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Risk Category Showdown!

Risk Category Showdown!

Risk Category Showdown!


I have a lovely plan checker (licensed civil) in San Francisco who we have dealt with from time to time who is particularly risk-averse and very zealous in his application of special inspections and other requirements.

We have a 7'-0" tall architectural sign with a small concrete pedestal going along a small road (private property) into a shopping center. You know, one that has all the tenant names on it, like "STARBUCKS" and "TREK" or whatever. It is probably 20-30 feet from a parking garage, located along a sidewalk.

We design almost every sign ever like these to RC II, though reasonably a lot of them could be RC I. If the client requests RC III or it is actually attached to RC III structure, then we generally adopt those requirements.

This particular plan checker has asked for structural observation, which has no basis in the building code, and to keep things short, he is now trying to justify that this sign is RC III. His initial rationale was that "someone could get hurt if it fails" (to which my brain collapsed), then he jumped to it being over 400 lb (which obviously does have triggers for seismic provisions, but doesn't relate to RC), and then he tried to tie it to public/private land (which has no direct relation to RC, but it's private anyway).

He has now gone so far as to submit an inquiry to the ICC for a ruling.

What am I missing here?

RE: Risk Category Showdown!

I don't think you're missing anything. I used to work for a sign company and, if I remember correctly, the SOP was to design monument signs like that as RC I, and pylons or attached to buildings as RC II (or match the RC of the building).

Did you request that he point to the specific line in table 1604.5 that he's using to justify it the RC? Unless the footing is going to have a gas main embedded in it that could rupture and blow up the block if it falls, there's no sensible reason for it.

Some reviewers are like that, though - they want to put the design engineers "in their place" and you can't tell them they're wrong. Maybe that's not the case here, but it sounds like it may be. Hopefully you excluded that observation from your fee and you can tell your client that the reviewer is being unreasonable - if they want the sign built they have to pay you more to watch them pour the concrete.

RE: Risk Category Showdown!

Agree. There is nothing "unusual" about this sign. My client knows it would be extra.

I have requested so many times something actually from the code, and it's always something new. He's gone back and forth between ASCE's descriptions of RC, to IBC, to it being heavy, yadda yadda, which no actual "this is the line of code that makes me think it is RC III".

Interested to see if others concur with our assessment.

RE: Risk Category Showdown!

According to the reviewer's point of view, every structure would be classified as RC III because someone would get hurt if it collapsed. This guy out in left field.

RE: Risk Category Showdown!

You're not missing anything. There is no basis for designing this as RC III. That said, for projects of this scale I've found that most clients would rather pour the extra half yard of concrete and keep things moving forward rather than spend time waiting for multiple rounds of plan check and an ICC interpretation. I like to educate plan checkers as much as the next guy, but sometimes it's just not worth the trouble.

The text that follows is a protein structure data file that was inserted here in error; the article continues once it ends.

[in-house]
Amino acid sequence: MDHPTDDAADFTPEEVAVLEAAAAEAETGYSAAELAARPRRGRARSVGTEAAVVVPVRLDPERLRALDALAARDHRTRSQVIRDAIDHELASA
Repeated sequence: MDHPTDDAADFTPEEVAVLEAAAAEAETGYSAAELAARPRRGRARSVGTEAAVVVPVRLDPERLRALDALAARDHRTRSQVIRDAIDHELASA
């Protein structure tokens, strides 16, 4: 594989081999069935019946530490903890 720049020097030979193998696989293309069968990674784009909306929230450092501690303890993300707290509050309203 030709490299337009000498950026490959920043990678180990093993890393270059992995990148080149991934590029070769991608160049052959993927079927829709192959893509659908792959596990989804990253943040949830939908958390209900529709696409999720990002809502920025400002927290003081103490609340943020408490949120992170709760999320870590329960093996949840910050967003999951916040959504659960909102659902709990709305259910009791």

RE: Risk Category Showdown!

Motorcity - concur. I made that argument to him so many times, which he basically ignored and came up with another bonkers rationale.

Deker - yes, true - a lot of my clients normally just pay the additional fee for an additional inspection or for larger bolt sizes or what-have-you, but here, he wanted all sorts of special inspections and structural observations on this one structure and my client was already in the red (or at least that's what they told me)...

Be that as it may, we won our case! It may have taken a supervisor, but...success!

RE: Risk Category Showdown!

Supervisor? Ouch. Hope you don't have to deal with him again. He will remember you...

RE: Risk Category Showdown!

I know...it's the second time ever I have elevated something up. I told the plan checker that I would be happy to engage in a code/research/engineer-based debate and come to a mutual understanding and agreement of what should happen, but that nothing he was presented was founded on anything.

Ultimately, there are a lot more features to be fabricated and installed at this project site, and we couldn't let this one set precedent.

RE: Risk Category Showdown!

I'm pretty impressed with your tenacity. Most people I work with would just toss up there hands and say fine if you say so. Had a similar code checker recently say "...although a buildings occupancy may be low, it's (occupancy) is not considered a means to reduce the risk category."

I really really wanted to provide him this quote from ASCE7-16 Ch 1.

Quote (ASCE)

"1.5.1 Risk Categorization. Buildings and other structures shall
be classified, based on the risk to human life, health, and welfare
associated with their damage or failure by nature of their
occupancy or use, according to Table 1.5-1"


the same paragraph also ends with:

Quote (ASCE)

When the building code or other referenced standard specifies
an Occupancy Category, the Risk Category shall not be taken as
lower than the Occupancy Category specified therein.

So some officials might say well that gives me the ability to set it whatever I like. Which is why historically most people I know don't argue with building officials even when they are obviously mistaken.

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